1 – No offense to the restoration buffs out there, but this Chevy’s OE suspension, brakes, and steering were about as desirable as the rust that had taken a severe toll on the body. And as with the corroded sheetmeteal – not to mention that 216 with a connecting rod hanging out the bock – these parts have to go.
2 – Obviously, any major chassis work is better accomplished with as much of the car removed from the foundation as possible – if it’s possible to begin with. But if that’s not feasible, plan on spending twice as much labor time, namely with the K-member swap and brake kit (a bolt-in IFS shouldn’t require more than the removal of the front sheetmetal clip).
3 – The stock suspension did have one positive attribute – it unbolts as a complete unit, making it a breeze to remove. After a good soaking with some strong penetrating lube…
4 – …the frontend can literally be rolled out from under the chassis (supported on jackstands) once all the fastening hardware and brake lines have been removed and steering disconnected.
5 – We’ve more than covered our Mustang II install quota in recent months, so we’ll spare further repetitiveness. However, the stock frontend was removed and the Kimbridge three-piece crossmember kit was bolted up in order to keep the framerails square for the K-member installation.
6 – List the front suspension, the factory K-member can be removed in one piece, but requires more effort, as it’s riveted to the frame. Prior to attacking the little metal mushrooms, the brake pedal return spring bracket is cut off with a reciprocating saw.
7 – Now the tedious rivet removal session can begin. There are various ways in which to do this – I usually go about it with a three-part process, which starts with grinding the tops of the rivets flush with the lip of the framerail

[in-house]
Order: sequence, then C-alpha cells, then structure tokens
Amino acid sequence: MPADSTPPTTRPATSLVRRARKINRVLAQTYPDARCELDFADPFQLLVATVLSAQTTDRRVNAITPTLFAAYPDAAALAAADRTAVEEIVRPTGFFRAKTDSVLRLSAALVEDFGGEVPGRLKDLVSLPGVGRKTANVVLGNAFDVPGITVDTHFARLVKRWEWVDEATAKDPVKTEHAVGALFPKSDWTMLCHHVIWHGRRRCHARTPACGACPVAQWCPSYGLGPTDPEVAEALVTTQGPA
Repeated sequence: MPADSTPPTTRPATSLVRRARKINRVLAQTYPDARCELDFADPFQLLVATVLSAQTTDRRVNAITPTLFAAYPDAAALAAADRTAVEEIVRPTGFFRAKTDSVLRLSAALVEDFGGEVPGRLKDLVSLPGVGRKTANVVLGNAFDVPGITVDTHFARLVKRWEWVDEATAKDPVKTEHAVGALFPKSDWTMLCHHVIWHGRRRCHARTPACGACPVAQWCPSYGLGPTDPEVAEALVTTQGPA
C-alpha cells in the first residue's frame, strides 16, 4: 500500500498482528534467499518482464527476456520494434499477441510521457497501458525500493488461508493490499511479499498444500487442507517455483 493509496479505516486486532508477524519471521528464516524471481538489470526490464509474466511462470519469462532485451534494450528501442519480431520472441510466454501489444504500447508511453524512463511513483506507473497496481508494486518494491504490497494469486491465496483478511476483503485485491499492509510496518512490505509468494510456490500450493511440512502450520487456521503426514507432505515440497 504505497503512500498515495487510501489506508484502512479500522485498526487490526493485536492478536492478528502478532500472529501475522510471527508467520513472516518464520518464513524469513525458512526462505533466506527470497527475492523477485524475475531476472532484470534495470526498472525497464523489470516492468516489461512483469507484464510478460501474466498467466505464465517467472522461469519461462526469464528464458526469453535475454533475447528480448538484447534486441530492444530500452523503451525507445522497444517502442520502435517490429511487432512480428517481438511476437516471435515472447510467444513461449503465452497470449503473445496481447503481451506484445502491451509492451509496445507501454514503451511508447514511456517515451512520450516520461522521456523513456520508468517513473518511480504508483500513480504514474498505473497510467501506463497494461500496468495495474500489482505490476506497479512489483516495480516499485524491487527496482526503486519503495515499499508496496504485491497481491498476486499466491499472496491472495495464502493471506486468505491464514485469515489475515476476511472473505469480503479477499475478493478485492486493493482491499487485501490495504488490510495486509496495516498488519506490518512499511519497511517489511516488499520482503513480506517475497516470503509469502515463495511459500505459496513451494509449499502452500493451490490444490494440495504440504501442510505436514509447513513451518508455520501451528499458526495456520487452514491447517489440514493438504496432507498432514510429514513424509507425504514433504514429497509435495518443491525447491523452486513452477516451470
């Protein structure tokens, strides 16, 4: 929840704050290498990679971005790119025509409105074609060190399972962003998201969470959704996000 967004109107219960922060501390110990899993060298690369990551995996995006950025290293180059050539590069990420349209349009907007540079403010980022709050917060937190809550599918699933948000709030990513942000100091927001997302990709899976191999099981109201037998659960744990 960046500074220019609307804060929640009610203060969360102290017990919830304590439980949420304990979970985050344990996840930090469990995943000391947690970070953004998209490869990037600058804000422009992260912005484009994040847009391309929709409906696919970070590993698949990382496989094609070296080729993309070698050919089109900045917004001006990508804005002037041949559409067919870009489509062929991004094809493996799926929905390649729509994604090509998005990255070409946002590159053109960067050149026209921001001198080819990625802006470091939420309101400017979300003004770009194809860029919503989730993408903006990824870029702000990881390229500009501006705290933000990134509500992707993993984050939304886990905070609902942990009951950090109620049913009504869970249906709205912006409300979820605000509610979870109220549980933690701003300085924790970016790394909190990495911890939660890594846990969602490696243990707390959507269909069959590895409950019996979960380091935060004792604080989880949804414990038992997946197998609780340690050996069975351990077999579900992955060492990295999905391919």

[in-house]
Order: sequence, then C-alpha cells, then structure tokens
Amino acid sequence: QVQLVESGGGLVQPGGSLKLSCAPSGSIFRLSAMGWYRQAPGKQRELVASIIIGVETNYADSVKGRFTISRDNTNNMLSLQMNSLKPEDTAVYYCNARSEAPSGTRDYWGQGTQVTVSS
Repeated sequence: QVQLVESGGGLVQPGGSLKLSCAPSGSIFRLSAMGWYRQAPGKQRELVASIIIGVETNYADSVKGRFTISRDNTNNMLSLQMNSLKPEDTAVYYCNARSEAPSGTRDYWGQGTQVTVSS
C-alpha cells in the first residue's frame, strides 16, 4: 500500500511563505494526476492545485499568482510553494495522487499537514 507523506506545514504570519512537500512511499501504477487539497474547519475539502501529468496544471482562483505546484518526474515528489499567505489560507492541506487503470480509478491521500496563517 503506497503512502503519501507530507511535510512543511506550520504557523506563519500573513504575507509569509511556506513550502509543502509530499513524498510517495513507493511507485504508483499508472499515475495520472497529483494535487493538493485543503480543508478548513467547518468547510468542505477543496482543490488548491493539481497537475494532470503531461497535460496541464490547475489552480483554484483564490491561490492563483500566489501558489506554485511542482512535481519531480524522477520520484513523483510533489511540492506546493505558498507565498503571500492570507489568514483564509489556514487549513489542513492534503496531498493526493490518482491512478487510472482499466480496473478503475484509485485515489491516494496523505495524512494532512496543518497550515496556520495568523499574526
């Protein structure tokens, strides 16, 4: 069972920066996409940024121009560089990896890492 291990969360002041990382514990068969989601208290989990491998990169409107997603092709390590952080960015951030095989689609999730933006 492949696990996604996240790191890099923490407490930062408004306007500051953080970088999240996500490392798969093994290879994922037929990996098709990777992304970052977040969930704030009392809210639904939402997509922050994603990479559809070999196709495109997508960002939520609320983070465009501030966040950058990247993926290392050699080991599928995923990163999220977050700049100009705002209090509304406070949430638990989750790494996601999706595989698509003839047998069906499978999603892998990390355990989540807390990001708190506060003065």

8 – Next, the remaining shank is hole-punched and drilled about halfway through with a bit roughly three-quarters its size.
9 – The final step is using a sledge hammer and a punch to pop the rivets out. Using an undersized drill bit will not only ensure the hole remains smaller, but will allow the shank of the rivet to collapse when the punch (also slightly undersized) is driven in.
10 – Regardless of how the stock K-member is removed, the goal is to ensure no damage is caused to the frame – especially the sandwiched flange area where the new one will bolt up – during the process.
11 – Speaking of new parts, here’s what will replace the old unit: Kimbridge Enterprises’ ’41-48 Chevy bolt-in adjustable K-member kit. This particular one is designed for Turbo 350 transmission applications – they also offer a kit for TH400/700-R4s.
12 & 13 – Frames will vary a bit, and there may be some drilling required. Here, the rearmost holes on the vertical bar don’t line up with any existing ones – I simply drilled new holes from beneath with the bar in place.
14 & 15 – The triangulated bars bolted up with no problem at all. Now, not only is there less mass with old, bulky crossmember out of the equation…